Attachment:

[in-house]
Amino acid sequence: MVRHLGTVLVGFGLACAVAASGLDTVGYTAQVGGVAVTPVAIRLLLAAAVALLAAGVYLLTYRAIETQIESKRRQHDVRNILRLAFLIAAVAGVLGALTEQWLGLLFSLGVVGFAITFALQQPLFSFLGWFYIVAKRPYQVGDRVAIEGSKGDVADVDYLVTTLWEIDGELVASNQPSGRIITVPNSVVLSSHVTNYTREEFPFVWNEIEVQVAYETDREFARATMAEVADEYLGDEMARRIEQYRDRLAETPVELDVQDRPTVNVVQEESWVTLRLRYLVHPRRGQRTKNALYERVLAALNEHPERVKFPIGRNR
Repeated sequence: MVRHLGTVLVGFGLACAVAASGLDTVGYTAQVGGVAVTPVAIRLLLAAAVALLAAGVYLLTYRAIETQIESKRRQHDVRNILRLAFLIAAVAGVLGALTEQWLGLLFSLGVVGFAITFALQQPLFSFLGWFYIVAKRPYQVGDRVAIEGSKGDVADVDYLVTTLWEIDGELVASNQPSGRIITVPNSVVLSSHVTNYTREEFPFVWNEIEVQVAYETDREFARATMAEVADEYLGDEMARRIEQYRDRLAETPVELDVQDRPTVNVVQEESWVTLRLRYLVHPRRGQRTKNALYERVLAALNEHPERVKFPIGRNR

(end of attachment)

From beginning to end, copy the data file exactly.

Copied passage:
[in-house]
Amino acid sequence: MVRHLGTVLVGFGLACAVAASGLDTVGYTAQVGGVAVTPVAIRLLLAAAVALLAAGVYLLTYRAIETQIESKRRQHDVRNILRLAFLIAAVAGVLGALTEQWLGLLFSLGVVGFAITFALQQPLFSFLGWFYIVAKRPYQVGDRVAIEGSKGDVADVDYLVTTLWEIDGELVASNQPSGRIITVPNSVVLSSHVTNYTREEFPFVWNEIEVQVAYETDREFARATMAEVADEYLGDEMARRIEQYRDRLAETPVELDVQDRPTVNVVQEESWVTLRLRYLVHPRRGQRTKNALYERVLAALNEHPERVKFPIGRNR
Repeated sequence: MVRHLGTVLVGFGLACAVAASGLDTVGYTAQVGGVAVTPVAIRLLLAAAVALLAAGVYLLTYRAIETQIESKRRQHDVRNILRLAFLIAAVAGVLGALTEQWLGLLFSLGVVGFAITFALQQPLFSFLGWFYIVAKRPYQVGDRVAIEGSKGDVADVDYLVTTLWEIDGELVASNQPSGRIITVPNSVVLSSHVTNYTREEFPFVWNEIEVQVAYETDREFARATMAEVADEYLGDEMARRIEQYRDRLAETPVELDVQDRPTVNVVQEESWVTLRLRYLVHPRRGQRTKNALYERVLAALNEHPERVKFPIGRNR